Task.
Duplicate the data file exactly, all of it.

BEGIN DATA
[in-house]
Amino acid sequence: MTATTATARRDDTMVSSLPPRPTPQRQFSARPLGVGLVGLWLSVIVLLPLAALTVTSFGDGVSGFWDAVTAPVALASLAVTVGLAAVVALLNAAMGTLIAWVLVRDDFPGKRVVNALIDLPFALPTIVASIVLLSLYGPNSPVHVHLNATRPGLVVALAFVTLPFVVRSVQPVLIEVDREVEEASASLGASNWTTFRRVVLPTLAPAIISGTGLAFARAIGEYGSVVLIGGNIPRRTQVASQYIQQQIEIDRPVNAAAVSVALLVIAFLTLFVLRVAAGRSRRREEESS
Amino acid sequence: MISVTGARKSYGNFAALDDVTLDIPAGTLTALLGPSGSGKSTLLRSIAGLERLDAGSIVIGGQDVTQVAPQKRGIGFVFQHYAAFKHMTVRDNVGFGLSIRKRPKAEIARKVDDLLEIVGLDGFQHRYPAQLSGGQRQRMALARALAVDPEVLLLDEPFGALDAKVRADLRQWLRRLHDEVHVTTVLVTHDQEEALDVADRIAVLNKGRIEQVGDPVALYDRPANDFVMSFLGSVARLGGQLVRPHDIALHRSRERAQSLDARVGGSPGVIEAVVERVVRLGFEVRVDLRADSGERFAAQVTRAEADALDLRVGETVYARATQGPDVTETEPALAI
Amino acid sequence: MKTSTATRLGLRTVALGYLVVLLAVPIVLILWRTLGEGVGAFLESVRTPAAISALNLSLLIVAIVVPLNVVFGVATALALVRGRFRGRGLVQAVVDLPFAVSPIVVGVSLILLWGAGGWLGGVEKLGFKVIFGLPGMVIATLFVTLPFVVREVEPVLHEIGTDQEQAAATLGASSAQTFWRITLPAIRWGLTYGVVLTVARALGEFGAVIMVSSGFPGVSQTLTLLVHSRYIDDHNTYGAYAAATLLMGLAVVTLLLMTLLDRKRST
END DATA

[in-house]
Amino acid sequence: MTATTATARRDDTMVSSLPPRPTPQRQFSARPLGVGLVGLWLSVIVLLPLAALTVTSFGDGVSGFWDAVTAPVALASLAVTVGLAAVVALLNAAMGTLIAWVLVRDDFPGKRVVNALIDLPFALPTIVASIVLLSLYGPNSPVHVHLNATRPGLVVALAFVTLPFVVRSVQPVLIEVDREVEEASASLGASNWTTFRRVVLPTLAPAIISGTGLAFARAIGEYGSVVLIGGNIPRRTQVASQYIQQQIEIDRPVNAAAVSVALLVIAFLTLFVLRVAAGRSRRREEESS
Amino acid sequence: MISVTGARKSYGNFAALDDVTLDIPAGTLTALLGPSGSGKSTLLRSIAGLERLDAGSIVIGGQDVTQVAPQKRGIGFVFQHYAAFKHMTVRDNVGFGLSIRKRPKAEIARKVDDLLEIVGLDGFQHRYPAQLSGGQRQRMALARALAVDPEVLLLDEPFGALDAKVRADLRQWLRRLHDEVHVTTVLVTHDQEEALDVADRIAVLNKGRIEQVGDPVALYDRPANDFVMSFLGSVARLGGQLVRPHDIALHRSRERAQSLDARVGGSPGVIEAVVERVVRLGFEVRVDLRADSGERFAAQVTRAEADALDLRVGETVYARATQGPDVTETEPALAI
Amino acid sequence: MKTSTATRLGLRTVALGYLVVLLAVPIVLILWRTLGEGVGAFLESVRTPAAISALNLSLLIVAIVVPLNVVFGVATALALVRGRFRGRGLVQAVVDLPFAVSPIVVGVSLILLWGAGGWLGGVEKLGFKVIFGLPGMVIATLFVTLPFVVREVEPVLHEIGTDQEQAAATLGASSAQTFWRITLPAIRWGLTYGVVLTVARALGEFGAVIMVSSGFPGVSQTLTLLVHSRYIDDHNTYGAYAAATLLMGLAVVTLLLMTLLDRKRST